SAGAL: Of course, because dogs, as we know, care deeply, deeply about what they're eating. When they bark right before eating their own vomit, they're inquiring if it's organic and locally sourced.

(LAUGHTER)

BODETT: What is the point of it? I mean, don't you eat organic food for better health longer life?

SAGAL: Yeah. Well, why shouldn't your dog have better health and a longer life?

BODETT: Well, I know, but, you know, if you only live 12 years, wouldn't you eat Twinkies all the time?

(LAUGHTER)

SAGAL: Adam, fans of James Bond are up in arms at news that in the new Bond movie "Skyfall," the super spy will, for the first time, be seen on the screen doing what?

ADAM FELBER: Drinking a beer.

SAGAL: Yes, exactly.

(SOUNDBITE OF BELL)

(SOUNDBITE OF BOOING)

SAGAL: According to...

(LAUGHTER)

SAGAL: They were mad. According to Advertising Age Magazine, thanks to a big product placement deal, James Bond will be trading his classic shaken not stirred martini for a Heineken in at least one scene in the next move.

FELBER: Oh.

SAGAL: It's true.

ROY BLOUNT JR.: I don't usually drink beer, but when I do...

(LAUGHTER)

(APPLAUSE)

SAGAL: They'll work it into the plot. You know, Q will help him out. "007, with this special hat, you can hold two beers without the use of your hands and still drink them."

(LAUGHTER)

(APPLAUSE)

FELBER: Fascinating. We've developed this foam cylinder in which you can put a can.

(LAUGHTER)

ROBERTS: Do you think there's a black tie version of a beer hat?

(LAUGHTER)

SAGAL: His tuxedo is just printed on a t-shirt now, you know.

(LAUGHTER)

SAGAL: We're looking forward to seeing him sidle up to the bar in his tuxedo t-shirt. He's going to order a brew. And then, you know, with that sophisticated James Bond air, he's going to smash the can against his head.

(LAUGHTER)

SAGAL: And then somebody will ask him his name and he'll burp it.

FELBER: It's also going to be Jimmy Bond now. Bond, Jimmy Bond.

(LAUGHTER)

FELBER: What are you looking at?

(LAUGHTER)

FELBER: I love how we're all so offended that the Bond movies might turn techy.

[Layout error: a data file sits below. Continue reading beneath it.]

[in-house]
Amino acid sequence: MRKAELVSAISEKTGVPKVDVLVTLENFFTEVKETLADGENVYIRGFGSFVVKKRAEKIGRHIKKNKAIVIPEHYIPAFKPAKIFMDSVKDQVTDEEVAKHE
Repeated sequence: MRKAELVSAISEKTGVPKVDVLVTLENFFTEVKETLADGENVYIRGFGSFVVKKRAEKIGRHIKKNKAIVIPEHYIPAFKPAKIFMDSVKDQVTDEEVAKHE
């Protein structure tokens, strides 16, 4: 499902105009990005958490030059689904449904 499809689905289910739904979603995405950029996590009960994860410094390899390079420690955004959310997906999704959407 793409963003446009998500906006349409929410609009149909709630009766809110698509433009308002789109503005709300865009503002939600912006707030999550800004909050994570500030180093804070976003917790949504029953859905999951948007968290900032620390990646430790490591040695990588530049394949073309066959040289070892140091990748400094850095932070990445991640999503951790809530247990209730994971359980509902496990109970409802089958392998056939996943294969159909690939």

SAGAL: Yeah, what happened to the classy days like Octopussy, you know?

(LAUGHTER)

SAGAL: Jessi?

JESSI KLEIN: Yes.

SAGAL: The White House has been accused of leaking sensitive information. Well, this week, they went ahead and posted, for anyone to see and copy, what?

KLEIN: I would like a hint.

SAGAL: Well, they say, the White House says it tastes great, but the Republicans insist it's less filling.

POUNDSTONE: Oh, I know.

KLEIN: Oh, oh, oh, I do know this answer. Oh, oh, oh, wasn't it, this is the recipe for the White House beer or what kind of beer they drink?

SAGAL: Yeah, no, what kind of beer they make.

KLEIN: They make, yes.

(SOUNDBITE OF BELL)

SAGAL: Yes, the White House beer recipe. That's the answer, very good.

KLEIN: Yes, they're the White House brewery.

(APPLAUSE)

SAGAL: According to the White House, the President was inspired by the home brewers he met around the country, or maybe he had to drink one too many bottles of PBR on the campaign trail and was like, from now on, I bring my own. The White House Ale recipe includes local ingredients, like honey from the White House Garden and the sweat of the wealthy job creators they keep imprisoned in the basement.

(LAUGHTER)

BODETT: That gives it a nice tang.

SAGAL: It does, it does.

(LAUGHTER)

SAGAL: So let's sum it up: the President, we now know this week, salvages furniture from dumpsters, and he brews his own beer. Great: he's not the first black president; he's the first Hipster president.

(LAUGHTER)

SAGAL: Next, he's going to ride around town in an armored fixie bicycle.

(LAUGHTER)

SAGAL: They say they have no plans to sell White House Ale. But in case they do, we here at WAIT WAIT have prepared some advertising slogans for the Obama Beer.

BILL KURTIS: Obama Beer: The Audacity of Hops.

(LAUGHTER)

SAGAL: Very good.

KLEIN: That's good.

SAGAL: Hold on, hold on. That's a good introductory campaign. For the next line of ads, how about these?

KURTIS: Yes, we can get wasted.

(LAUGHTER)

(APPLAUSE)

SAGAL: And?

KURTIS: I'm gonna need to see your Beerth Certificate.

(LAUGHTER)

(APPLAUSE)

(SOUNDBITE OF MUSIC)